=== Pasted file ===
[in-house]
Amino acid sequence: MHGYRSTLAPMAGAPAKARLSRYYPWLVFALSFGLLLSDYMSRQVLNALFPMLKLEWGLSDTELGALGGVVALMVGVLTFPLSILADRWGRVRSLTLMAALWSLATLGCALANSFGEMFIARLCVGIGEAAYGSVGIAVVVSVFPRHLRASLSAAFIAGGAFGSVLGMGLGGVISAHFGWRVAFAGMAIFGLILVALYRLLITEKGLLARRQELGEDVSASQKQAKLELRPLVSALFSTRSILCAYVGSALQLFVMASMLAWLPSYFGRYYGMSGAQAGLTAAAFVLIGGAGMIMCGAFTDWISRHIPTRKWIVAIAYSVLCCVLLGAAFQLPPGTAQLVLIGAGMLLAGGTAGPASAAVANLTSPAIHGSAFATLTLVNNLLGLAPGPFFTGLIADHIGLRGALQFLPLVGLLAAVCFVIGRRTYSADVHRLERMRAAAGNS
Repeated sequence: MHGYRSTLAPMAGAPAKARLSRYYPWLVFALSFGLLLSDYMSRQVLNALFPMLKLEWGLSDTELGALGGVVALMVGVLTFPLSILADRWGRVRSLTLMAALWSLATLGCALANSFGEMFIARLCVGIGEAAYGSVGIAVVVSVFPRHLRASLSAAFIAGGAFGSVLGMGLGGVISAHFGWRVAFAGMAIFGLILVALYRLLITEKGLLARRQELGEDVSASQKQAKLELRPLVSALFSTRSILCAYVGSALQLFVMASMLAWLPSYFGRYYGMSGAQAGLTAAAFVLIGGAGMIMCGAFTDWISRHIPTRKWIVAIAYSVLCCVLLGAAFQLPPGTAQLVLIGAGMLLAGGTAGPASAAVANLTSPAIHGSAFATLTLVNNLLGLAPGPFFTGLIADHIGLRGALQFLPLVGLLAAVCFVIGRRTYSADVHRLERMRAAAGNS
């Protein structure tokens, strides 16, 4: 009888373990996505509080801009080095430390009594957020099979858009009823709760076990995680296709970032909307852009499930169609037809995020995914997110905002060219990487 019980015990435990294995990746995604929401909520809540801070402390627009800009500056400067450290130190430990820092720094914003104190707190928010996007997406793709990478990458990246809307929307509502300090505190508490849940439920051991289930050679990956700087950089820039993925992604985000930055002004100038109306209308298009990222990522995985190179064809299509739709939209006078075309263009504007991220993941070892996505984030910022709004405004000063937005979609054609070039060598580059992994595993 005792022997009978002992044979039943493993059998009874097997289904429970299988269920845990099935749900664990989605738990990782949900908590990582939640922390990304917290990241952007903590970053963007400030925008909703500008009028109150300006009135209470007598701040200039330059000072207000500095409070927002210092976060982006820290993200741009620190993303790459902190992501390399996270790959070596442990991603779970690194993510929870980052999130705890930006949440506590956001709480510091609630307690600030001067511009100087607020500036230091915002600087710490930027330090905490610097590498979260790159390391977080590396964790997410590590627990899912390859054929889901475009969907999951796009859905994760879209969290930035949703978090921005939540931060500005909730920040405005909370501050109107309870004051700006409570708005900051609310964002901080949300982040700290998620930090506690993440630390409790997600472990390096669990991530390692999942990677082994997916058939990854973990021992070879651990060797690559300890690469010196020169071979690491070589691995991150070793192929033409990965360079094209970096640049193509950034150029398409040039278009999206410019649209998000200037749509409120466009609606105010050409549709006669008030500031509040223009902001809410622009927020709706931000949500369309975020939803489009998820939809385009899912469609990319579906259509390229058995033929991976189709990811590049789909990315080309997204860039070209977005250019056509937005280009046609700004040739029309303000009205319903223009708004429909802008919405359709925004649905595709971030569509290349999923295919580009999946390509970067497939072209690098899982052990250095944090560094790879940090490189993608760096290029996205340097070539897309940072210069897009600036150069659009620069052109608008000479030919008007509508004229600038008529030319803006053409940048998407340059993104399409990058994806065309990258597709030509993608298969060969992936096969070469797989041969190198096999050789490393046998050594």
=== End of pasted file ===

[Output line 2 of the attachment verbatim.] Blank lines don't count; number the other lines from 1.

Amino acid sequence: MHGYRSTLAPMAGAPAKARLSRYYPWLVFALSFGLLLSDYMSRQVLNALFPMLKLEWGLSDTELGALGGVVALMVGVLTFPLSILADRWGRVRSLTLMAALWSLATLGCALANSFGEMFIARLCVGIGEAAYGSVGIAVVVSVFPRHLRASLSAAFIAGGAFGSVLGMGLGGVISAHFGWRVAFAGMAIFGLILVALYRLLITEKGLLARRQELGEDVSASQKQAKLELRPLVSALFSTRSILCAYVGSALQLFVMASMLAWLPSYFGRYYGMSGAQAGLTAAAFVLIGGAGMIMCGAFTDWISRHIPTRKWIVAIAYSVLCCVLLGAAFQLPPGTAQLVLIGAGMLLAGGTAGPASAAVANLTSPAIHGSAFATLTLVNNLLGLAPGPFFTGLIADHIGLRGALQFLPLVGLLAAVCFVIGRRTYSADVHRLERMRAAAGNS